While Donald Trump was basking in the patriotic sunshine of Independence Day at the White House, his onetime pet Republican governor, Chris Christie of New Jersey, was doing his basking on the beachfront property of his state-owned summer house on the Jersey Shore.
The problem politically for Mr. Christie was he was doing so with family and friends within the state's Island Beach State Park, which at the time was closed to the public as part of a statewide budgetary shutdown. NJ.com, the website associated with the state's largest daily newspaper, the Newark Star-Ledger, got wind of the fact and swooped down with aerial photos of Christie's group on the otherwise barren beachfront, to the governor's predictable outrage.
The whole business might have been small potatoes if it weren't magnified by Mr. Christie's reputation as an in-your-face political bully, based in large part on the infamous "Bridgegate" scandal already on his rap sheet.
That incident was the intentional 2013 closing of access lanes from the George Washington Bridge over the Hudson River connecting New York and New Jersey. The stunt was intended to punish Mayor Mark Sokolich of Fort Lee, N.J., who had declined to endorse Mr. Christie for re-election. Mr. Christie testified the closings were the idea of staff aides, and that he had no knowledge or involvement, but the scandal burnished his bully image nonetheless. Two aides were convicted in the case.
The photos of Mr. Christie on the beach immediately had national legs by virtue of the governor's on-again, off-again relationship with the new president, with whom he shares a penchant for brash egocentrism and self-aggrandizement.
Mr. Christie, an early Donald Trump rival for the 2016 Republican presidential nomination, performed yeoman political service for the eventual winner by reducing Sen. Marco Rubio of Florida to a laughingstock in debate, by noting his memorized debate remarks, after which Mr. Trump repeatedly referred to him as "Little Marco."
As other GOP nomination rivals dropped like flies in the face of Mr. Trump's withering, brassy style, Mr. Christie was the first to climb on the Trump bandwagon, amid speculation that he was angling to be his running mate, and making himself the likely frontrunner to get there. But it seemed that the Bridgegate scandal was a bridge too far for Mr. Trump despite Mr. Christie's denial. The bland Gov. Mike Pence of Indiana eventually got the job.
Nevertheless, Mr. Christie remained in relative good graces with Mr. Trump and his team, to the point that after the election he was placed in charge of the transition, to manage the preparation for the business tycoon's takeover of the world's most important political job.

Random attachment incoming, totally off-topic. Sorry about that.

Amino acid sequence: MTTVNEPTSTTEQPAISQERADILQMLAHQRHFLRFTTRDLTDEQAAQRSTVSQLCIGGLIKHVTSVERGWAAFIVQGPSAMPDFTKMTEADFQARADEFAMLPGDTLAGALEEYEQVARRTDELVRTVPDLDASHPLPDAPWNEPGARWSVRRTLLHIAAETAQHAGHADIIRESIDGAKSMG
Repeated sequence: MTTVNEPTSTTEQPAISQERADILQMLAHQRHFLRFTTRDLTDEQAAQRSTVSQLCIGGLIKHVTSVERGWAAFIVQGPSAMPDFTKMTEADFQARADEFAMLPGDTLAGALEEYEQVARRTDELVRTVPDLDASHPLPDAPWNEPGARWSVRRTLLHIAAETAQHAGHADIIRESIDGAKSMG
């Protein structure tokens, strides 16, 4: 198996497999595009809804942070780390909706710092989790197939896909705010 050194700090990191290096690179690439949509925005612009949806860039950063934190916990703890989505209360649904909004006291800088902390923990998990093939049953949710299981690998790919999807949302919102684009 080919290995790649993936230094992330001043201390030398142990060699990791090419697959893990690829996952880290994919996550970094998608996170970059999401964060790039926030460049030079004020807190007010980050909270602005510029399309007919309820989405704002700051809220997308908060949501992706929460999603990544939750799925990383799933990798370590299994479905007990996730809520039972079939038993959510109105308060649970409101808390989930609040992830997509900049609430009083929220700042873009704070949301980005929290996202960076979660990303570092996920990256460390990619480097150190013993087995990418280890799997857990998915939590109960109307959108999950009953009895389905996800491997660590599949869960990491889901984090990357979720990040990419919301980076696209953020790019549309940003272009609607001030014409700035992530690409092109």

But as Mr. Trump's trust shifted to close family members and to the nationalist-populist media guru Stephen Bannon, Mr. Christie was dumped from the transition leadership. That left him to deal with his home state and its contentious legislature for his final gubernatorial term.
There is some irony in this latest turn of events, in that the Jersey Shore has been a major player in Mr. Christie's stormy political career. After the devastation it suffered in Hurricane Sandy in 2012, his rotund figure was frequently seen on the popular Central and South Jersey shoreline, rallying local residents and pledging state aid for its recovery. He even undertook a weight reduction campaign amid speculation of a future in national politics.
Near the close of the presidential campaign between Democratic President Barack Obama and Republican Mitt Romney, Mr. Christie ruffled Republican feathers by extensively lauding Mr. Obama for his recovery aid in a much-televised visit to the Jersey Shore.
Now, as Mr. Trump struggles to cope with the growing pains of a new national administration without the benefit of experience on a field of play unfamiliar to him, his old bully buddy in the Garden State has his own hands full getting across the finish line there. His once bright political future has dimmed, in part by the same obtuse insensitivity to appearances that now almost daily also plagues his former best political friend in the White House.
Jules Witcover is a syndicated columnist and former long-time writer for The Baltimore Sun. His latest book is "The American Vice Presidency: From Irrelevance to Power" (Smithsonian Books). His email is email@example.com.